Evil show its hand this week in the horrific form of a dangerous mentally ill young man gunning down six and seven year old children in a school. While we may never know the exact history or nature of this man’s delusions, one fact is apparent: he believed killing the children and teachers at Sandy Hook Elementary School was in his best interest, in complete disregard of the effect on others – or perhaps because of it. Such evil shocks us, it rips our hearts, and it forces us to confront it directly.
It spurs us toward action to ensure such evil cannot spread needless terror again. The faithful call for prayer, and many are needed to help the bereaved families and friends find peace rather than becoming bitter and hardened against hope for the future. Others see it as a rallying cry about guns – both pro and con. My social media pages are filled with memes that gun toting for all would have prevented this horror. Among my Facebook friends, that group is in the vast majority compared to the others that claim gun control would have prevented it.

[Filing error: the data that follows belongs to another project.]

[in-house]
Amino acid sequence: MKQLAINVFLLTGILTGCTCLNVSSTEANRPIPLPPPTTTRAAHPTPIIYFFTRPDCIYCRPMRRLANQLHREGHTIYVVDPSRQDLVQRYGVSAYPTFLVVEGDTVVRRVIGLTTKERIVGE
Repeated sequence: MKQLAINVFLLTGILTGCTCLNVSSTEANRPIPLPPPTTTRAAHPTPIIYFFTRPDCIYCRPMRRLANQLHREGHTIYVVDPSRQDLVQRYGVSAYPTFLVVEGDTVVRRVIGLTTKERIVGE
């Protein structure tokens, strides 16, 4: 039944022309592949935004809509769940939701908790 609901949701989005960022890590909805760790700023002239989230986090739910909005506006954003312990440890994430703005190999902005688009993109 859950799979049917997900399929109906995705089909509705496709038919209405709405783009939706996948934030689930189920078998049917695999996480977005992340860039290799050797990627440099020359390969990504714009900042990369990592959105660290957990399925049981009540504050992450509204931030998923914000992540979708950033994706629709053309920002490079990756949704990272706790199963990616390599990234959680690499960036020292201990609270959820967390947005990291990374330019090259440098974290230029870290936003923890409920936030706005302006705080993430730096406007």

The gun control debate distracts us from the pain of this tragedy and makes us feel like we are doing something to help when, in fact, we are not. We cling to that discussion, trying to keep it in the forefront, because it makes us feel better about ourselves – just as Adam Lanza believed killing those children would make him feel better. And that is the true nature of evil. Not only has it and shattered dozens of lives, but it encourages us, filled with justified rage, to ignore the evil in ourselves, to shout at others because we feel better ranting about something, and to enter a fight that divides us because our rage and sorrow needs an outlet. Whether by violence or words, evil cleaves us from each other. And it is always there.
It is easy to blame laws or school security or bad parenting or a failure of mental health intervention or a hundred other factors for such tragedies. But in the end, evil exists. It exists every time we act for our own pleasure or to heal our own pain, with disregard for the needs of others. It cannot be defeated by rules and regulations, because it will always be there, playing out is each of us in small ways and waiting for a crack in the safeguards to blaze forth and prove its might.
I will mourn the lives lost this week, and those taken at any point through evil. But I have no call to action to conclude this post. No rallying cry. No answers at all. Just something I will think about in my own life. And, I suppose, that is all any of us can do.